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Medline ® Abstract for Reference 25

of 'Genetic testing'

Sharing BRCA1/2 test results with first-degree relatives: factors predicting who women tell.
Patenaude AF, Dorval M, DiGianni LS, Schneider KA, Chittenden A, Garber JE
J Clin Oncol. 2006;24(4):700.
PURPOSE: Patient communication with relatives about cancer genetic test results is the primary means for alerting those who may benefit from identification of hereditary risk. This study identifies factors predicting patterns of disclosure of BRCA1/2 test results to first-degree relatives (FDRs) among women tested in a clinical protocol.
PATIENTS AND METHODS: A total of 273 women completed a family communication measure 4 months after BRCA1/2 result disclosure. chi2 analyses and logistic regression models identified factors predicting sharing of the test result.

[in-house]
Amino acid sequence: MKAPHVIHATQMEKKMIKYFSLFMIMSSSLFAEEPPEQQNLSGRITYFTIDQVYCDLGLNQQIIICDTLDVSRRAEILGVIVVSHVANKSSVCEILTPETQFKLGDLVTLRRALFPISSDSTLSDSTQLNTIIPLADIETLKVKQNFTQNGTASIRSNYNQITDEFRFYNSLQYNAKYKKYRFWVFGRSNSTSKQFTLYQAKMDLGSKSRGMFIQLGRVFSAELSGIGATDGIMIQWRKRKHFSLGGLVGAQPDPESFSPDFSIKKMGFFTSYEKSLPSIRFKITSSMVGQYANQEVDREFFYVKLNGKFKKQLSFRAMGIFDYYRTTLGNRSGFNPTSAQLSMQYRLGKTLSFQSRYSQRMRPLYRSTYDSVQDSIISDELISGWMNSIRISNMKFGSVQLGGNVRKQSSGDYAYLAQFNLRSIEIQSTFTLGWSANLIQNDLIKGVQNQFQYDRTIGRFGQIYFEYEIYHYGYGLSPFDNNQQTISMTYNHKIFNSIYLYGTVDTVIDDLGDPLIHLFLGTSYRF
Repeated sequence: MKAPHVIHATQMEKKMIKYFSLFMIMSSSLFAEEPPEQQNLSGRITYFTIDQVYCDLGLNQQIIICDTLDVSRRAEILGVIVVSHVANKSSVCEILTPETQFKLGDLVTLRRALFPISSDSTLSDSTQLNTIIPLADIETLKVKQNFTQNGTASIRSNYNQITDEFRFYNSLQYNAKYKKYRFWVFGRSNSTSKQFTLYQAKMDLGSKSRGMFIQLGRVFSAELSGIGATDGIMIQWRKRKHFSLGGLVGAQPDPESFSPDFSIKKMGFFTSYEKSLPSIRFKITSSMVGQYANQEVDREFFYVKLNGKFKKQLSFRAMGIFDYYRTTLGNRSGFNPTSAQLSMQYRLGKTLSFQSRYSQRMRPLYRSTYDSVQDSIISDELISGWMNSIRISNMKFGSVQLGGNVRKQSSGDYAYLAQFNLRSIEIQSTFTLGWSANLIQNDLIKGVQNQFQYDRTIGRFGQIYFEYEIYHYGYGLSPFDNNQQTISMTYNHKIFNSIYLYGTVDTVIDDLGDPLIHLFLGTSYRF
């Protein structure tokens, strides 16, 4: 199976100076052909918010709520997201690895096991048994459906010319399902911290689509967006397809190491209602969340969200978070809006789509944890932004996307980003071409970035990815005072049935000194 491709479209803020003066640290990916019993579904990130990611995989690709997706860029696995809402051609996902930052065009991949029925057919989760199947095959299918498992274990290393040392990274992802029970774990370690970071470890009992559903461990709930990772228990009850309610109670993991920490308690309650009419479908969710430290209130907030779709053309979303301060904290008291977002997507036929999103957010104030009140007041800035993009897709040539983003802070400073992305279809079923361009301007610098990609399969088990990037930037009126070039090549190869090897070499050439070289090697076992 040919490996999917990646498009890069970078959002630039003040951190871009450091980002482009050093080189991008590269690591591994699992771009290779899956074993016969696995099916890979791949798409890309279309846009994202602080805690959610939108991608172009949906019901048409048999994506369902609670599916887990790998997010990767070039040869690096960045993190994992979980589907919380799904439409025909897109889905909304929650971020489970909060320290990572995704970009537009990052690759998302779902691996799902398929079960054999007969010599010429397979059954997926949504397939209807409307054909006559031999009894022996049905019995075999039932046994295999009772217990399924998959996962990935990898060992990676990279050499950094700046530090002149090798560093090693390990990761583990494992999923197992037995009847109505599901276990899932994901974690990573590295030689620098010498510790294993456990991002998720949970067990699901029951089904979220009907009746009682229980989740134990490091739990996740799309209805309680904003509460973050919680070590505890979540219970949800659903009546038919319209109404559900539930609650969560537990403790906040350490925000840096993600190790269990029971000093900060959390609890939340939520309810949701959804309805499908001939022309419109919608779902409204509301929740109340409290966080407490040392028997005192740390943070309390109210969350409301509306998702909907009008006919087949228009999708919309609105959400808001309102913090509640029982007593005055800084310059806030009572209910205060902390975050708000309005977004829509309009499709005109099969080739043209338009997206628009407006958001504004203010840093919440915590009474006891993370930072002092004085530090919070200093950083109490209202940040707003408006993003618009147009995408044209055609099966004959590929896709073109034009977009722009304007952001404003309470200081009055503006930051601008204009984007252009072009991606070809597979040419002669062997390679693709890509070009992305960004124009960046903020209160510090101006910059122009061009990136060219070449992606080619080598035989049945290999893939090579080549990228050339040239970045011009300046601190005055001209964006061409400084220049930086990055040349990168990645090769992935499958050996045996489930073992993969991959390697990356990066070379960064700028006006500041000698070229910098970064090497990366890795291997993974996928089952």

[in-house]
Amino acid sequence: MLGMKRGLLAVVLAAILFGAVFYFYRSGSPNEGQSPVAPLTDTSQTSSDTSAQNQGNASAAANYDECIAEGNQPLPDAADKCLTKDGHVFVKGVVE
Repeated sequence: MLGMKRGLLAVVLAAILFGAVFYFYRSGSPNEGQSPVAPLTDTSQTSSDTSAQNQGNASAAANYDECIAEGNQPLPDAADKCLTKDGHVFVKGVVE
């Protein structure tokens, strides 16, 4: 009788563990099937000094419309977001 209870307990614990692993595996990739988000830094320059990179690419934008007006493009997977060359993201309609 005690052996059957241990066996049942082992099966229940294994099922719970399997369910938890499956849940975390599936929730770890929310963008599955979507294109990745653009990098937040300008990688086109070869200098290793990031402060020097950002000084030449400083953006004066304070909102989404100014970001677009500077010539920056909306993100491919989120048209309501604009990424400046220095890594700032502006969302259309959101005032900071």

RESULTS: Most FDRs were informed of the participant's test result by 4 months; female relatives were more likely to be informed than males. Tested women conveyed inconclusive results (variant or negative without known familial mutation) less frequently to their sisters than conclusive (positive/true negative) results (P = .03). Twenty-three percent of participants did not inform their father. Informing brothers was more likely when BRCA1/2 was inherited through paternal lineage (P = .04), but 29% of brothers were not informed. Women older than age 40 were lesslikely to share their result with their parents (P = .03) than were women<or = 40. Children's ages influenced communication to offspring; most children were told.
CONCLUSION: Demographic, health-, and test-related factors predicted genetic test result communication to FDRs. Additional research investigating the full spectrum of discussion within families and motives for incomplete sharing of genetic test results with relatives may suggest strategies for providers and targeted educational interventions for patients to enhance family communication.
Dana-Farber Cancer Institute, Boston, MA 02115, USA. andrea_patenaude@dfci.harvard.edu